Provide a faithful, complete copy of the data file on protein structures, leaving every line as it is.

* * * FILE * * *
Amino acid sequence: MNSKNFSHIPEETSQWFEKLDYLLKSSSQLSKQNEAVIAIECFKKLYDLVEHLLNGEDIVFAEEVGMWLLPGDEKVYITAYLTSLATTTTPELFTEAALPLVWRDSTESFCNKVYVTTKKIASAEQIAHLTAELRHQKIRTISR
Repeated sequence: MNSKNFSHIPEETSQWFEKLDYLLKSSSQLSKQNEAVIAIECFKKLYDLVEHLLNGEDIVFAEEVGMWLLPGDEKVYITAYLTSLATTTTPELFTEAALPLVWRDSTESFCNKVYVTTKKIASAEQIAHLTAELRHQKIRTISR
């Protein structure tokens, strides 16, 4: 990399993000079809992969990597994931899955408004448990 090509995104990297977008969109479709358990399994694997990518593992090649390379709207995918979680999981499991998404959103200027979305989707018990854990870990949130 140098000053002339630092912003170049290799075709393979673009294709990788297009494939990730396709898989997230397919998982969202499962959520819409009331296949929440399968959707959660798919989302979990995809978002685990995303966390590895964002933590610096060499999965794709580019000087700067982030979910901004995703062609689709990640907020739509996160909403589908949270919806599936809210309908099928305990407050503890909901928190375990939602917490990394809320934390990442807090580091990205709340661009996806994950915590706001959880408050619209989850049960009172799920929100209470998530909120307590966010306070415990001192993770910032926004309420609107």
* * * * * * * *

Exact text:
Amino acid sequence: MNSKNFSHIPEETSQWFEKLDYLLKSSSQLSKQNEAVIAIECFKKLYDLVEHLLNGEDIVFAEEVGMWLLPGDEKVYITAYLTSLATTTTPELFTEAALPLVWRDSTESFCNKVYVTTKKIASAEQIAHLTAELRHQKIRTISR
Repeated sequence: MNSKNFSHIPEETSQWFEKLDYLLKSSSQLSKQNEAVIAIECFKKLYDLVEHLLNGEDIVFAEEVGMWLLPGDEKVYITAYLTSLATTTTPELFTEAALPLVWRDSTESFCNKVYVTTKKIASAEQIAHLTAELRHQKIRTISR
């Protein structure tokens, strides 16, 4: 990399993000079809992969990597994931899955408004448990 090509995104990297977008969109479709358990399994694997990518593992090649390379709207995918979680999981499991998404959103200027979305989707018990854990870990949130 140098000053002339630092912003170049290799075709393979673009294709990788297009494939990730396709898989997230397919998982969202499962959520819409009331296949929440399968959707959660798919989302979990995809978002685990995303966390590895964002933590610096060499999965794709580019000087700067982030979910901004995703062609689709990640907020739509996160909403589908949270919806599936809210309908099928305990407050503890909901928190375990939602917490990394809320934390990442807090580091990205709340661009996806994950915590706001959880408050619209989850049960009172799920929100209470998530909120307590966010306070415990001192993770910032926004309420609107």